Updates from the First State-Tribal Relations Interim Committee Meeting

Aug 29, 2019

On Monday, August 26, the State-Tribal Relations Committee (STRC) held its first meeting of the interim. During the 2001 legislative session, the Montana Legislature passed Senate Bill (SB) 10, which established the STRC. SB 10 outlined the STRC’s responsibilities as:
  1. Acting as a liaison with tribal governments;
  2. Encouraging state-tribal and local government-tribal cooperation;
  3. Conducting interim studies as assigned; and
  4. Reporting its activities, findings, recommendations, and any proposed legislation to the Legislature.
At its meeting, the STRC covered administrative matters, adopted its rules for the interim, received updates on legislation and court rulings, elected its chair and vice-chair, and discussed and adopted its work plan for the interim. The STRC voted for Sen. Jason Small, R-Busby, to serve as chair and for Rep. Rae Peppers, D-Lame Deer, to serve as vice-chair. According to the STRC’s website, the committee’s work plan outlines how it will carry out its statutory duties and assigned study. It also identifies the topics which the committee, as well as the tribal governments which the committee visits this interim, have prioritized for discussion. At this time, the STRC plans to study four issues. They are:
  1. Barriers to voting by American Indians in Montana. Passed during the 2019 legislative session, HJ 10 requests the State-Tribal Relations Committee to study barriers to voting for American Indians in Montana. HJ 10 calls for the study to examine existing deadlines and procedures for Montana elections, including requirements for physical addresses and identification, and any obstacles to those requirements on reservations in Montana; analyze options for addressing any barriers, while ensuring election security; review mail ballot requirements and options, and the impact of those requirements on reservations; and consider any other matters relating to voting by American Indians that the committee deems appropriate.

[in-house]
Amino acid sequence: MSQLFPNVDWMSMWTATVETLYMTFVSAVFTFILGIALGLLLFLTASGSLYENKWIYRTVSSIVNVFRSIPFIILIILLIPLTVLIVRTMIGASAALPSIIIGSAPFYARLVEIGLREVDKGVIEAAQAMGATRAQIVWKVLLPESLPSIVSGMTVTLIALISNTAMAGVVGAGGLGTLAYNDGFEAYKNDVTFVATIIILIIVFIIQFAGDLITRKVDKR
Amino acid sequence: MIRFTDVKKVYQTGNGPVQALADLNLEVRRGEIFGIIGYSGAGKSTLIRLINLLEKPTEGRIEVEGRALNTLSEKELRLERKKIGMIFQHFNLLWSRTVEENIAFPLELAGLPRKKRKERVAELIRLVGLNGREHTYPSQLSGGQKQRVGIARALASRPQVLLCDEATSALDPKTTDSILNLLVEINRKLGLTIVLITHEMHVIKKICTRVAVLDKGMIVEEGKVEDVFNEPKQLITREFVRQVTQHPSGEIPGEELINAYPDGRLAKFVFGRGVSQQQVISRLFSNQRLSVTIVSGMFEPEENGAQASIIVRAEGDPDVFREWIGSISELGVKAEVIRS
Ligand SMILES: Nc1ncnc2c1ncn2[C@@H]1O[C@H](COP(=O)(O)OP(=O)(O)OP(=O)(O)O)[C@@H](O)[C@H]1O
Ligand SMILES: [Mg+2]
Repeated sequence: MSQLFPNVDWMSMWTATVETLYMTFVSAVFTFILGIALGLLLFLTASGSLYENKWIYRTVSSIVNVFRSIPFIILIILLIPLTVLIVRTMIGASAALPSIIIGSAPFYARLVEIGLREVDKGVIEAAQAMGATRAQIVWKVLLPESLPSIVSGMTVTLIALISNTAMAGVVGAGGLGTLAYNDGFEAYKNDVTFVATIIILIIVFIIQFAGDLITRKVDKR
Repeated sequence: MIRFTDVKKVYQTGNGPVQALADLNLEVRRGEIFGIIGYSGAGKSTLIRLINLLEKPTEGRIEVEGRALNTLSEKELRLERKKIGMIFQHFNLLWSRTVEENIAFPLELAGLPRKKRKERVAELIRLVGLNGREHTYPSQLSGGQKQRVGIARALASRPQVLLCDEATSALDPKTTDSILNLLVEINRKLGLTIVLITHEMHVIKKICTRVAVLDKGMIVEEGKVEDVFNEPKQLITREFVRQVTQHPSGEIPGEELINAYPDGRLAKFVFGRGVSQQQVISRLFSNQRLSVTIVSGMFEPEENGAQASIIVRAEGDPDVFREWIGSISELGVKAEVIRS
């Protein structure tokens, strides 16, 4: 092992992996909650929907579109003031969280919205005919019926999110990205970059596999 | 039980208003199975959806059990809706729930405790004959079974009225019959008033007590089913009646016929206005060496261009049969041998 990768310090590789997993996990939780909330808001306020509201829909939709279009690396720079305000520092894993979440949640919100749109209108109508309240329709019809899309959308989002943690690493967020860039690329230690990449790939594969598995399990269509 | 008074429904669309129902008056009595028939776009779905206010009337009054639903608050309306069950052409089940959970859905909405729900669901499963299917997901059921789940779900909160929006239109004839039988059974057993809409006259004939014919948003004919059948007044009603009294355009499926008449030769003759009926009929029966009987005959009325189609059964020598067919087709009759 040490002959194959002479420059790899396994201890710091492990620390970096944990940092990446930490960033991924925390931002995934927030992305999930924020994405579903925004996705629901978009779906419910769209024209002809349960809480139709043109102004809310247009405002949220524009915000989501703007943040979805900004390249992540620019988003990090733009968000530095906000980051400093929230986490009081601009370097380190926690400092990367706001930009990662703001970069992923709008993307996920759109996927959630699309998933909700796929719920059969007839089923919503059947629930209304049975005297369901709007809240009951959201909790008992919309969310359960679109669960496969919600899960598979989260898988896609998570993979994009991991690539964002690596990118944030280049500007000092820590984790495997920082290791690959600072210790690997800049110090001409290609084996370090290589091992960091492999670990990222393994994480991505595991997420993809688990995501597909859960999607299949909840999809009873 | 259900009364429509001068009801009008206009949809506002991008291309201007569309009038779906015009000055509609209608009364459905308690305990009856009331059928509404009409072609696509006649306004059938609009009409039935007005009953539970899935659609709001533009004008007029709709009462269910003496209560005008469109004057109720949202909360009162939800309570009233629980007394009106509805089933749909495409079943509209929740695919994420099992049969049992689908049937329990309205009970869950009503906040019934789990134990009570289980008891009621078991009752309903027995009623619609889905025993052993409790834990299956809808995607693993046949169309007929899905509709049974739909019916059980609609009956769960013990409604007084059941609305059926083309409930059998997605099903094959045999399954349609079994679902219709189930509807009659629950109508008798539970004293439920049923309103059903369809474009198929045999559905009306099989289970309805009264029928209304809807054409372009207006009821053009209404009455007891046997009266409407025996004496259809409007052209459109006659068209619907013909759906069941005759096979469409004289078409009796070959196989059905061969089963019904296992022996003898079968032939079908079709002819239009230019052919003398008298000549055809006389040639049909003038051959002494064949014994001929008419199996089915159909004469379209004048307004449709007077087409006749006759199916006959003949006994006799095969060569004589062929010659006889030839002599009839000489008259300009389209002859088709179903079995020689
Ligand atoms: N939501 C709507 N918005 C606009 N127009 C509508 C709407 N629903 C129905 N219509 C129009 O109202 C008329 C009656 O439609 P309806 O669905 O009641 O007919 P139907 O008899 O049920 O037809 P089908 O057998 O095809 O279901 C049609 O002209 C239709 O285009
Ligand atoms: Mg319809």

2. Maintenance of highways within reservation boundaries. During the 2019 legislative session, Rep. Jonathan Windy Boy sponsored HB 426, which would have required certain public agencies responsible for roads or highways wholly or partially within a reservation to enter into or attempt to enter into an agreement regarding snow removal and other winter maintenance with the tribal government located on the reservation. It also would have allowed tribal governments to receive funds for highway maintenance. The House Transportation Committee, however, tabled the bill.
  3. Options to break the cycle of youth who run away from home. Leading up to the 2019 legislative session, the 2017-2018 STRC requested SJ 2 be introduced as legislation. It would have requested an interim study of options to break the cycle of youth who run away from home. The bill called for the study to include reasons related to mental health and to discuss the services or interventions, including wrap-around and community-based programs, that could help break that cycle. Although the bill failed, the STRC has decided to move forward with the study anyways.
  4. CPS communication issues regarding ICWA cases. This study was not prompted by legislation. It came at the request of Rep. Rae Peppers. While the STRC did not discuss the full scope of the study, the STRC plans to look into ways to improve communication between tribes and CPS when it comes to ICWA cases.
  5. The STRC also set aside research capacity for issues as they arise.
The STRC added the following meeting agenda items for the interim. At this time, the STRC does not plan to study these topics; however, the committee members expressed a desire to learn more about them.
  1. Treaty issues and obligations (broadly) and the types of tribal land in Montana;
  2. Opioid prescription rates and access to supportive housing;
  3. Peer support services (updates on SB 30 implementation); and
  4. Uniform Commercial Code (UCC) – specifically, which tribes have done this?, what are the benefits? what are the steps?, etc. UCC are laws established to regulate sales of personal property and other business transactions. They are intended to make it easier for businesses in different states to do business with each other.
MBPC will continue to track STRC activity during the interim.  
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